“The old man seemed to awake instinctively, for a moment, just about that time every morning and then to relapse into his noisy sleep under the greasy, dense, thick, discoloured, patched quilt” (pg. 13).
This scene mirrors the socioeconomic class of Bakhya’s father as a latrine cleaner. The noisy sleep is uncomfortable along with greasy, dense, thick, and discoloured paints a picture of dis-ease.
“the grief-stricken face of a village girl seemed to represent for him the great unspoken pervading grief of Mother Earth herself” pg. 168.
His relation to the Earth is expounded upon here with his intense love and relation for the girl also being explicated.
“You know, honey, us colored folks is branches without roots and that makes things come round in queer ways. You in particular” (pg. 16).
Grandma actually speaks an understandable dialect for once and is saying how “colored folks” don’t have the birth lineage that others do. They don’t have the satisfaction of knowing their ancestors, especially moms and dads and just-past relatives and so are encouraged to grow on their own.
For Wednesday 11/15:
The narration of this passage represents a time when the narration teaches us more about the story. For the most part, throughout the book, the dialogue and narration work together in order to teach us more in a unified fashion.
“She walks faster. Then runs. A turn into a side street brings her abruptly to Nat Bowle’s place. The house is squat and dark. It is always dark. Barlo is within” (pg. 35).
Esther is in love with Barlo and thinks but good of him but this section demonstrates the darkness and negativity that surrounds him. Though she loves him, he is filled with dark energy and potentially dangerous.
He wiped his lips with his napkin, dropped it crumpled on the table, and spoke casually: “You are a liar.” (pg. 88)
Sam Spade is very good at knowing when someone is telling the truth. Here his verisimilitude being a good detective is compelling as he determines something important while wiping his lips with a napkin and then crumpling it on the table. Doing something marked and difficult while contrasting that with something mundane that we don’t think twice about.
“Against the dark doorway he seems to materialise out of the darkness, lean as a race horse in his underclothes in the beginning of the glare. He leaps to the ground with on his face an expression of furious unbelief” (pg. 218).
Obvious parallels between Jewel’s horse and the quality of Darl being “lean as a race horse.” Perhaps saying something about sibling rivalry, even though Jewel’s horse is not a race horse. Later on, a few paragraphs later he says, “the horses,” drawing more parallels between the actual horses and Darl’s quality of being “lean as a race horse.”
(Sorry this is late had a crazy busy weekend (worked 27 hours)).
“She lies back and turns her head without so much as glancing at pa. She looks at Vardaman; her eyes, the life in them, rushing suddenly upon them; the two flames glare up for a steady instant. Then they go out as though someone had leaned down and blown upon them.” pg. 48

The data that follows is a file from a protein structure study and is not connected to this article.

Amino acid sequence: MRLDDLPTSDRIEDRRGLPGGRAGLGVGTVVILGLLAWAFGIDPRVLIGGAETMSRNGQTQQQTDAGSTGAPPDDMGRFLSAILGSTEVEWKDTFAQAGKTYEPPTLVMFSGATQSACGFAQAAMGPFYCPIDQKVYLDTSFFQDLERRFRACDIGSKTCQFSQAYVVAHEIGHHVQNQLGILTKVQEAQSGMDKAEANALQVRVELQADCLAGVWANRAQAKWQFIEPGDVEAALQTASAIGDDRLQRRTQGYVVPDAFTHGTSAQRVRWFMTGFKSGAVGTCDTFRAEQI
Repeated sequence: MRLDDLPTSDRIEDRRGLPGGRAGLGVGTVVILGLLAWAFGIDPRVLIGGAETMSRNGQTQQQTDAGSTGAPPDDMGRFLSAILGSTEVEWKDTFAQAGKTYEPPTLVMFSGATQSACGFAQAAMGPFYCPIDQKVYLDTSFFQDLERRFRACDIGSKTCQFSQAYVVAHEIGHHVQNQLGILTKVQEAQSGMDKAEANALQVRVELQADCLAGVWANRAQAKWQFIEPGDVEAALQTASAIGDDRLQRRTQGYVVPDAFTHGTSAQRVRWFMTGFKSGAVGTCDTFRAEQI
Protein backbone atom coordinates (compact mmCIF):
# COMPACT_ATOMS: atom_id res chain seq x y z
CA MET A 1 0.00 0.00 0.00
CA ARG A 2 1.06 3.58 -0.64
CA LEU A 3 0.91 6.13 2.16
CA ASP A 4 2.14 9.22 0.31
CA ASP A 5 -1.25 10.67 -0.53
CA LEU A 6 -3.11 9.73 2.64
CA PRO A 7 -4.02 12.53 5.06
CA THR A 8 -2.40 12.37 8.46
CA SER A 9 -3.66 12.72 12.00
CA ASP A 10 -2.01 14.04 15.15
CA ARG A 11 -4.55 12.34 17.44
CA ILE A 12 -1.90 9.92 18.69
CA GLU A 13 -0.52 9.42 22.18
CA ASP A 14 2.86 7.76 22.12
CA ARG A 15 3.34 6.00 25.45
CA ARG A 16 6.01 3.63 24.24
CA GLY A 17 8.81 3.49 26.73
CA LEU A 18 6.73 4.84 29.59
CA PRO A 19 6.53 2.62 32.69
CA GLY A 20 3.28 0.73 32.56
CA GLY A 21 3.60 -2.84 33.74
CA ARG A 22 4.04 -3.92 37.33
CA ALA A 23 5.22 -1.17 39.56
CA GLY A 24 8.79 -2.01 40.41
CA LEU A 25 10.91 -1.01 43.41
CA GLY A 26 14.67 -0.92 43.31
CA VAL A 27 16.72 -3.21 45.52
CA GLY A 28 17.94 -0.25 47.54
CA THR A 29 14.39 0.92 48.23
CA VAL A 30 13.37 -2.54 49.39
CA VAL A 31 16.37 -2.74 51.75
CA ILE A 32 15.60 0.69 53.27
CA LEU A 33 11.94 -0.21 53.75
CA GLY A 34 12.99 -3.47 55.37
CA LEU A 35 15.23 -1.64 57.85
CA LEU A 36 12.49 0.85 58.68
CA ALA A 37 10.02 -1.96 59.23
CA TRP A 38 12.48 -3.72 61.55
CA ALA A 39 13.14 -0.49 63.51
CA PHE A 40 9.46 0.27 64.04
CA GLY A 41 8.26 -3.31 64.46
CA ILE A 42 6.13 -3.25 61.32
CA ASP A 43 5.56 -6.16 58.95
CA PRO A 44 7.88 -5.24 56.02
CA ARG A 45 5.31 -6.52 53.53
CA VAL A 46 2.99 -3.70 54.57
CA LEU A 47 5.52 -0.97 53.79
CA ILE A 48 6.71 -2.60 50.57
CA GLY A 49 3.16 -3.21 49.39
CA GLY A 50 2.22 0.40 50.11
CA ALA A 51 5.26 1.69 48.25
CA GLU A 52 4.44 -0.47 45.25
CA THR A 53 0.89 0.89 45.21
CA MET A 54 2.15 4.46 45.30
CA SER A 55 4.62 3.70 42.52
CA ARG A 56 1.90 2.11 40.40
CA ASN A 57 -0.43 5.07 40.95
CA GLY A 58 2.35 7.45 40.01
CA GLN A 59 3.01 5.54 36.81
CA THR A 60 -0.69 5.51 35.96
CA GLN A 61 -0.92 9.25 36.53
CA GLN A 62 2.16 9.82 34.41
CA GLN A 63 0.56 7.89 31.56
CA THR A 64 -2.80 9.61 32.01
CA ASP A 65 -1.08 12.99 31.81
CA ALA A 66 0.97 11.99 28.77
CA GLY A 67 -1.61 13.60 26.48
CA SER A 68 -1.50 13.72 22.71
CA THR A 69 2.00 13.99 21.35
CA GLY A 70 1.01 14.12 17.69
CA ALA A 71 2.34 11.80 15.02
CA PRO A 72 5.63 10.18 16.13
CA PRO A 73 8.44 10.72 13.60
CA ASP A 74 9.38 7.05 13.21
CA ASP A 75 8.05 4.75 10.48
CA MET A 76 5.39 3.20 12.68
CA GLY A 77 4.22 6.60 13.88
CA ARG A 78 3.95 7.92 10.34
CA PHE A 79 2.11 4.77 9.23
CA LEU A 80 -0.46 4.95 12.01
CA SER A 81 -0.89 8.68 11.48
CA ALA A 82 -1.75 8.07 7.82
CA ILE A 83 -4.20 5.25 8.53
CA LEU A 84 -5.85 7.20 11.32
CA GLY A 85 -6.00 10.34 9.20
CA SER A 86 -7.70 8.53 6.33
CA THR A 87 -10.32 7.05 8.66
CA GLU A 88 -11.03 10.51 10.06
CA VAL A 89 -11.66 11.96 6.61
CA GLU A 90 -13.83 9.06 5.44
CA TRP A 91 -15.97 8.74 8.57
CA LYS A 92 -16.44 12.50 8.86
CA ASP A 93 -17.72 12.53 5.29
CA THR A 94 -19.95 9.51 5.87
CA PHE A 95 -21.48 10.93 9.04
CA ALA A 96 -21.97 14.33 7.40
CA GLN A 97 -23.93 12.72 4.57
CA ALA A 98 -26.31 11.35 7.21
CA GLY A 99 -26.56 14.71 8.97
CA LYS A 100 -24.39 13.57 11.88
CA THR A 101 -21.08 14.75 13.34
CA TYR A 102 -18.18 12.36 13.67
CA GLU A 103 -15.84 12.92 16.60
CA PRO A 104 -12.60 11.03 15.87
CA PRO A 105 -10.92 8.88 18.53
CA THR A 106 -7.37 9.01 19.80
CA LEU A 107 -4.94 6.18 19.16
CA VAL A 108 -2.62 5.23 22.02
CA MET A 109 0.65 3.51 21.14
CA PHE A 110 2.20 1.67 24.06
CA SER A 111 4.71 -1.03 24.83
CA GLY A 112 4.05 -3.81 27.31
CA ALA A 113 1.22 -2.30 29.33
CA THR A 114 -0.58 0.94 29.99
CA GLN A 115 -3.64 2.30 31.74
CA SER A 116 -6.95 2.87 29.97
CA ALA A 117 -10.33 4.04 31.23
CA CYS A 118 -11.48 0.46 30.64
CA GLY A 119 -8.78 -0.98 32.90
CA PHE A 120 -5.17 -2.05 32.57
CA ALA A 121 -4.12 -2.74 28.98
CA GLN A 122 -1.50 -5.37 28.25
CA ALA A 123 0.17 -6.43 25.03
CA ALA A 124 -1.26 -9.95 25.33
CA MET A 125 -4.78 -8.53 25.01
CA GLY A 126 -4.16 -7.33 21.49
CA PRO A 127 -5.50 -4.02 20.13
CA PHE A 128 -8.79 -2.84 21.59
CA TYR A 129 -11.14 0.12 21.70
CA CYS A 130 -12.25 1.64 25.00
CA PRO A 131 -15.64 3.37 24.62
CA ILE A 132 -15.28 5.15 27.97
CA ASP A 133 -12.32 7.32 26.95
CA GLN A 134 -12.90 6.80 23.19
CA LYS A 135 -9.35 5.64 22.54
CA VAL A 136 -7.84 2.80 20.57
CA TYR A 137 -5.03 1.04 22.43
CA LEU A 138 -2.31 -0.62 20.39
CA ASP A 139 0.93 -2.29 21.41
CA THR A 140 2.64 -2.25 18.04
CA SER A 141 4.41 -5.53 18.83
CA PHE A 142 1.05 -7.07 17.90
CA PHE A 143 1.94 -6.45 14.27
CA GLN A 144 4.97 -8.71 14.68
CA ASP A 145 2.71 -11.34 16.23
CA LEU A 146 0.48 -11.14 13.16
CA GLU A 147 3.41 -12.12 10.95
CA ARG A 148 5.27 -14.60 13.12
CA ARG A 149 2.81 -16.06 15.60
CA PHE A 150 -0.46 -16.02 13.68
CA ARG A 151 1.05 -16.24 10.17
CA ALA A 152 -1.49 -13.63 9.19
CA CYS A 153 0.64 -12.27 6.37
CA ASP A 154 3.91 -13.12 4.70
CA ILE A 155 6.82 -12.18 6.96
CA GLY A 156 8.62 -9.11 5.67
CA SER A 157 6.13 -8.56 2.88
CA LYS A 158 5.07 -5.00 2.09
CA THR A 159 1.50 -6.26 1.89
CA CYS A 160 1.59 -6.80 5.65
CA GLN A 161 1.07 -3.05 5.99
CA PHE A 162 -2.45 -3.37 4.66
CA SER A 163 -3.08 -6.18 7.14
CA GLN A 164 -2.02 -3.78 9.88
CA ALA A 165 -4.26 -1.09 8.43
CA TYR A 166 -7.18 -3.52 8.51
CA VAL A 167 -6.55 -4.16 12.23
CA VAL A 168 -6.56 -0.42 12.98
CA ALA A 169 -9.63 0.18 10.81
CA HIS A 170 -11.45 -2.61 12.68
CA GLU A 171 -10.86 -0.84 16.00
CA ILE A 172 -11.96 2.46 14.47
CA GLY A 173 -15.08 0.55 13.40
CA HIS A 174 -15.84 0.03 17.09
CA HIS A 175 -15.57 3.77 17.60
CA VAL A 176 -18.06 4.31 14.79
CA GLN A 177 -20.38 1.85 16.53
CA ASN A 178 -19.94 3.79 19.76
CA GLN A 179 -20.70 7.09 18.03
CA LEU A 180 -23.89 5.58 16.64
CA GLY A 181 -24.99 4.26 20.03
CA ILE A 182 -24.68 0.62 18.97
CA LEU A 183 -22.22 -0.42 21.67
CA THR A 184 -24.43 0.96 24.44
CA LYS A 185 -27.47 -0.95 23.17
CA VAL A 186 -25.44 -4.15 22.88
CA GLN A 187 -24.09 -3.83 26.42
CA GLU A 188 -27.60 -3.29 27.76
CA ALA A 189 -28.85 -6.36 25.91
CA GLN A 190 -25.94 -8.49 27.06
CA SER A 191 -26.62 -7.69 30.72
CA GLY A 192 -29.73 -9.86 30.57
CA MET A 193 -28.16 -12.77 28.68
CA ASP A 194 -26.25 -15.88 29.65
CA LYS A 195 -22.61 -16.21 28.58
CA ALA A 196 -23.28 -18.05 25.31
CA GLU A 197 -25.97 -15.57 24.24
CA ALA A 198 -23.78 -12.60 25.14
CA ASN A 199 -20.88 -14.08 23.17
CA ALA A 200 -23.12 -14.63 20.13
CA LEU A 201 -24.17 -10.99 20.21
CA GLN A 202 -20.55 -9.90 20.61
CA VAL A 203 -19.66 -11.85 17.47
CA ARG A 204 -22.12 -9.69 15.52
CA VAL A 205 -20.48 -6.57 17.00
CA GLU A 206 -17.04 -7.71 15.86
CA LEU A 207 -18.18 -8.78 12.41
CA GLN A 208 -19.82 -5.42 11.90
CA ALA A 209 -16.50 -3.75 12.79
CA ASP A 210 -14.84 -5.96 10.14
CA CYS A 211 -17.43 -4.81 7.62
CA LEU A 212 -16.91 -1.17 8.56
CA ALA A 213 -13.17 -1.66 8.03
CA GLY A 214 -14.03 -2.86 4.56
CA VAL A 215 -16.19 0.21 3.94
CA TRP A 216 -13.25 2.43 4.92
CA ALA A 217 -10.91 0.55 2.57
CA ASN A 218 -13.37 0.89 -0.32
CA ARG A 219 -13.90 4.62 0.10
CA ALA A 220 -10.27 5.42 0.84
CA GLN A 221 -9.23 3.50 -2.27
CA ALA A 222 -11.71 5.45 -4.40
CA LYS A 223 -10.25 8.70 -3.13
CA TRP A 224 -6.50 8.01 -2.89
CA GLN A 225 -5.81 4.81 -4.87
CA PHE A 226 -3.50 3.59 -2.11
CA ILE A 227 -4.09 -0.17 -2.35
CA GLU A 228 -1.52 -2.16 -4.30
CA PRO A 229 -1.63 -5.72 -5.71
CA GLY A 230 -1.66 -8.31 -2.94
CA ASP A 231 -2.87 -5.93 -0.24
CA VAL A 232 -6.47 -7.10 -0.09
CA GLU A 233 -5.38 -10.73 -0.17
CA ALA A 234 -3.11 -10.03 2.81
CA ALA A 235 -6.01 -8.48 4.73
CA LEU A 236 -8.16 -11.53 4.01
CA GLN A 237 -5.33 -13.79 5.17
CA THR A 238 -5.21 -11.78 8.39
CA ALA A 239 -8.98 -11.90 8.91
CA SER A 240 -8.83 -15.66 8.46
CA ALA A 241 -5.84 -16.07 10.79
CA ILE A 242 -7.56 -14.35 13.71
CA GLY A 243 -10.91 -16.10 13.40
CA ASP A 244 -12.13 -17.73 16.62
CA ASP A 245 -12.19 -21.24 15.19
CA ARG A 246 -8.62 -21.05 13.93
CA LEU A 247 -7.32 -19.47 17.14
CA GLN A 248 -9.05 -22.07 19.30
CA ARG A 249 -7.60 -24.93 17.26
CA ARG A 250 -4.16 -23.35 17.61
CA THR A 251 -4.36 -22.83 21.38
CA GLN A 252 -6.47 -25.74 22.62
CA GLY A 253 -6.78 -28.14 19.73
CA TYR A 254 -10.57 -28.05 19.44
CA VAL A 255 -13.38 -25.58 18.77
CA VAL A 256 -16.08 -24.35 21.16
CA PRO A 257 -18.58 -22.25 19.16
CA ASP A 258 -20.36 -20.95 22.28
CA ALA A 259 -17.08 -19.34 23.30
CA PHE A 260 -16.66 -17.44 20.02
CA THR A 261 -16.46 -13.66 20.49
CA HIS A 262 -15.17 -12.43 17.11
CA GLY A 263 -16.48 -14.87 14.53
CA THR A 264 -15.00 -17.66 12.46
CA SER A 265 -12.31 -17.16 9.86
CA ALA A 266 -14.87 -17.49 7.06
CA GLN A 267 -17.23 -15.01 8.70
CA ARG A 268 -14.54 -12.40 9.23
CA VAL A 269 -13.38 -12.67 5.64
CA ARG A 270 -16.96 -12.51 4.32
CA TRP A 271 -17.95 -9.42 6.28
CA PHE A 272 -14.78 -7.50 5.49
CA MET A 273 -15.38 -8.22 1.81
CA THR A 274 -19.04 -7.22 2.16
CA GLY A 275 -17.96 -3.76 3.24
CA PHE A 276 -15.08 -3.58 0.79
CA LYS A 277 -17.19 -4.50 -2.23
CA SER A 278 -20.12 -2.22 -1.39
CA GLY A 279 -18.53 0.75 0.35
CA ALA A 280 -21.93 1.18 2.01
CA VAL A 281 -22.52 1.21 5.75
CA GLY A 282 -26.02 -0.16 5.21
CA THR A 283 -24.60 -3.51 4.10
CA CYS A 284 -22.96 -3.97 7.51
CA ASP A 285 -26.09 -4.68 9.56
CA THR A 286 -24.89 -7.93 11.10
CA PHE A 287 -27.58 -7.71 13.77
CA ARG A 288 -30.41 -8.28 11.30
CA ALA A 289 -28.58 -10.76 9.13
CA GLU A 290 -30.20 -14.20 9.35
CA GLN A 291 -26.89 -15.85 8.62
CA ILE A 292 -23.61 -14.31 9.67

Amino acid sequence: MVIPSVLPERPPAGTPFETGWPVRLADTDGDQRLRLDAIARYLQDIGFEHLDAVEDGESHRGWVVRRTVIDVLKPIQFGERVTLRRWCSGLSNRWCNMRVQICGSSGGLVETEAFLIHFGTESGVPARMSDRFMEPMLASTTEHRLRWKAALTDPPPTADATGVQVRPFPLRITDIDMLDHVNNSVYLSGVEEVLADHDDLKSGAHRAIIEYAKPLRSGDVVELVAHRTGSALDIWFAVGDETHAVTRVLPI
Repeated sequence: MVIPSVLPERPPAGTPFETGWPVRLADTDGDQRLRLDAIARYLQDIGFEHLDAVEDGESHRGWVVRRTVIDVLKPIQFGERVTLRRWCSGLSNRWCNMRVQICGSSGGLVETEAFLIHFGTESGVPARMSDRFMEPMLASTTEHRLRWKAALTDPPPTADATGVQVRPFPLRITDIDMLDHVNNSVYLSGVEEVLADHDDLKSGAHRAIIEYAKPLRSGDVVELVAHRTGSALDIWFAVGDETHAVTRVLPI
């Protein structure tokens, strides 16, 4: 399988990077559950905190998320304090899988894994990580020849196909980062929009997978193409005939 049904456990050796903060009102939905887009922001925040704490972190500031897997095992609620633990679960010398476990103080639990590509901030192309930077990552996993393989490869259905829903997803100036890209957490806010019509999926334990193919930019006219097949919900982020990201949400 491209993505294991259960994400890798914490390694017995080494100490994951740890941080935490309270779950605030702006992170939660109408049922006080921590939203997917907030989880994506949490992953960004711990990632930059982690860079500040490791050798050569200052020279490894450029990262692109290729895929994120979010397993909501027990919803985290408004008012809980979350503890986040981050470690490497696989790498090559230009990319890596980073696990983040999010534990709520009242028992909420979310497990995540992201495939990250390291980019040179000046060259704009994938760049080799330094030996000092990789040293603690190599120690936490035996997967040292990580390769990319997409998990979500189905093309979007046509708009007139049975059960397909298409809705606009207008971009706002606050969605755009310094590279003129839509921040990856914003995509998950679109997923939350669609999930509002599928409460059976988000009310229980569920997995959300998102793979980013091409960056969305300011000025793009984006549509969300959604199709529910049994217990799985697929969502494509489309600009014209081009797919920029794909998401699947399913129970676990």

The metaphor and figurative literacy of this section are very intense and poignant. The eyes being blown out by someone gives us a visual that is as strong as an ox, to use a tired cliche. This part is slightly confusing content-wise so I will stick to a breakdown of the metaphorical nature of the quote. In closing, Faulkner uses a fresh new visual to describe someone losing interest or closing their eyes.
A telling quote from the book is, “The mere sight of that medley of wet nakedness chilled him to the bone. Their bodies, corpsewhite or suffused with a pallid golden light or rawly tanned by the suns, gleamed with thr wet of the sea.” (pg. 141)
The repetition of the word “wet” here symbolizes Daedalus’s discomfort. In these two sentences and the following few sentences within the paragraph, “wet” is used three times, “pallid” is used once, “plunges” is used once, “matted” is used once, “drenched” is used once, and “heavy with cold seawater” is used once. It is clear James Joyce is trying to make a statement about the discomfort of the situation and this is significant because we are meant to feel as if something bad is happening.
“He left it, left her, went North, went East, saw the stars turned in the Southern sky; sought the house, found it dropped beneath the Downs.”
Omission of West? Must be purposeful. Perhaps the Downs represents the West. Also interesting language, “Saw the stars turned,” perhaps reminding us of a star’s movement amidst the flat black sky at night.
The line that I thought conveyed an important aspect of the piece is, “Couldn’t he be trusted to invent a remedy for a poor artist to whose art he had paid a tribute?”
This line is important because it gets at the idea that something is owed to a person, in this case the main character, and when this debt is owed, it is paid back through an ideation of karma. This is touching on the eternal law of karma which is based on something concrete and real which is why it is something of note and notice in this piece.